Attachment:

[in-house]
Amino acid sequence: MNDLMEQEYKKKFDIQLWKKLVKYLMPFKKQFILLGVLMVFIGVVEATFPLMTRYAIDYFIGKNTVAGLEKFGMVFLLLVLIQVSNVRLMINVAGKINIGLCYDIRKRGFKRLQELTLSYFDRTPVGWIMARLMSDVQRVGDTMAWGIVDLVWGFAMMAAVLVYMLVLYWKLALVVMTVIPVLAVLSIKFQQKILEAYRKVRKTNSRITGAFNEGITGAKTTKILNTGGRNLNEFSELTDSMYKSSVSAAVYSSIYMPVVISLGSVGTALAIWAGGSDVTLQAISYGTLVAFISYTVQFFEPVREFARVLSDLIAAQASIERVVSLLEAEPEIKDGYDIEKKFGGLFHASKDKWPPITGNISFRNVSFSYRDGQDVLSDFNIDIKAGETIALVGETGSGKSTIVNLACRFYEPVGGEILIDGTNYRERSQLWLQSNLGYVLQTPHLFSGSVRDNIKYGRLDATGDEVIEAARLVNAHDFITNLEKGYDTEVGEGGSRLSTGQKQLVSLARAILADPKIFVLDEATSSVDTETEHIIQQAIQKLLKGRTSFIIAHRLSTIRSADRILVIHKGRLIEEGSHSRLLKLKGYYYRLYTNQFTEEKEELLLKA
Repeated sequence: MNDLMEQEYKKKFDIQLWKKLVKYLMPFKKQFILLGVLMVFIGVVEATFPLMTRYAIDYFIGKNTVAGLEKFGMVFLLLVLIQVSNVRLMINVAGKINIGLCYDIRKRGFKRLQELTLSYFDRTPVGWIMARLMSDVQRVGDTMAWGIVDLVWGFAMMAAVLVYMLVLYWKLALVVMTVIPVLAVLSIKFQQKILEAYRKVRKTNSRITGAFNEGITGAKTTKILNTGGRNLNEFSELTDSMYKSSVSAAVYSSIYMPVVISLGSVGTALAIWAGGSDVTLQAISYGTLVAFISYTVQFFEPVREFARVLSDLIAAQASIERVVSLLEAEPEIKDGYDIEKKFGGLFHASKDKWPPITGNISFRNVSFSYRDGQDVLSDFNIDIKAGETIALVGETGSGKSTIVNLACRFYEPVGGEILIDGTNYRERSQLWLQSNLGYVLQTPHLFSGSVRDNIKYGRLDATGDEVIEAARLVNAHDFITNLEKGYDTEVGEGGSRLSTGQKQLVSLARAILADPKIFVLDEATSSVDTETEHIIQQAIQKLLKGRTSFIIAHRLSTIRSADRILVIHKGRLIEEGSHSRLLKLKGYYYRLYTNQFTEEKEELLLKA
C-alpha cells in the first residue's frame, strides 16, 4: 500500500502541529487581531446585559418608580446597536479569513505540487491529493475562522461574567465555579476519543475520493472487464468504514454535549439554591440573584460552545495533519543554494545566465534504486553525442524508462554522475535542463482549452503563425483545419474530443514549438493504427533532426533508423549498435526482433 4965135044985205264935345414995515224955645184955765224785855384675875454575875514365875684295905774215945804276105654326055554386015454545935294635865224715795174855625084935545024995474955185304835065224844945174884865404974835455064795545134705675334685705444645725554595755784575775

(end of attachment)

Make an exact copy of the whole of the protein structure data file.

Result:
[in-house]
Amino acid sequence: MNDLMEQEYKKKFDIQLWKKLVKYLMPFKKQFILLGVLMVFIGVVEATFPLMTRYAIDYFIGKNTVAGLEKFGMVFLLLVLIQVSNVRLMINVAGKINIGLCYDIRKRGFKRLQELTLSYFDRTPVGWIMARLMSDVQRVGDTMAWGIVDLVWGFAMMAAVLVYMLVLYWKLALVVMTVIPVLAVLSIKFQQKILEAYRKVRKTNSRITGAFNEGITGAKTTKILNTGGRNLNEFSELTDSMYKSSVSAAVYSSIYMPVVISLGSVGTALAIWAGGSDVTLQAISYGTLVAFISYTVQFFEPVREFARVLSDLIAAQASIERVVSLLEAEPEIKDGYDIEKKFGGLFHASKDKWPPITGNISFRNVSFSYRDGQDVLSDFNIDIKAGETIALVGETGSGKSTIVNLACRFYEPVGGEILIDGTNYRERSQLWLQSNLGYVLQTPHLFSGSVRDNIKYGRLDATGDEVIEAARLVNAHDFITNLEKGYDTEVGEGGSRLSTGQKQLVSLARAILADPKIFVLDEATSSVDTETEHIIQQAIQKLLKGRTSFIIAHRLSTIRSADRILVIHKGRLIEEGSHSRLLKLKGYYYRLYTNQFTEEKEELLLKA
Repeated sequence: MNDLMEQEYKKKFDIQLWKKLVKYLMPFKKQFILLGVLMVFIGVVEATFPLMTRYAIDYFIGKNTVAGLEKFGMVFLLLVLIQVSNVRLMINVAGKINIGLCYDIRKRGFKRLQELTLSYFDRTPVGWIMARLMSDVQRVGDTMAWGIVDLVWGFAMMAAVLVYMLVLYWKLALVVMTVIPVLAVLSIKFQQKILEAYRKVRKTNSRITGAFNEGITGAKTTKILNTGGRNLNEFSELTDSMYKSSVSAAVYSSIYMPVVISLGSVGTALAIWAGGSDVTLQAISYGTLVAFISYTVQFFEPVREFARVLSDLIAAQASIERVVSLLEAEPEIKDGYDIEKKFGGLFHASKDKWPPITGNISFRNVSFSYRDGQDVLSDFNIDIKAGETIALVGETGSGKSTIVNLACRFYEPVGGEILIDGTNYRERSQLWLQSNLGYVLQTPHLFSGSVRDNIKYGRLDATGDEVIEAARLVNAHDFITNLEKGYDTEVGEGGSRLSTGQKQLVSLARAILADPKIFVLDEATSSVDTETEHIIQQAIQKLLKGRTSFIIAHRLSTIRSADRILVIHKGRLIEEGSHSRLLKLKGYYYRLYTNQFTEEKEELLLKA
C-alpha cells in the first residue's frame, strides 16, 4: 500500500502541529487581531446585559418608580446597536479569513505540487491529493475562522461574567465555579476519543475520493472487464468504514454535549439554591440573584460552545495533519543554494545566465534504486553525442524508462554522475535542463482549452503563425483545419474530443514549438493504427533532426533508423549498435526482433 4965135044985205264935345414995515224955645184955765224785855384675875454575875514365875684295905774215945804276105654326055554386015454545935294635865224715795174855625084935545024995474955185304835065224844945174884865404974835455064795545134705675334685705444645725554595755784575775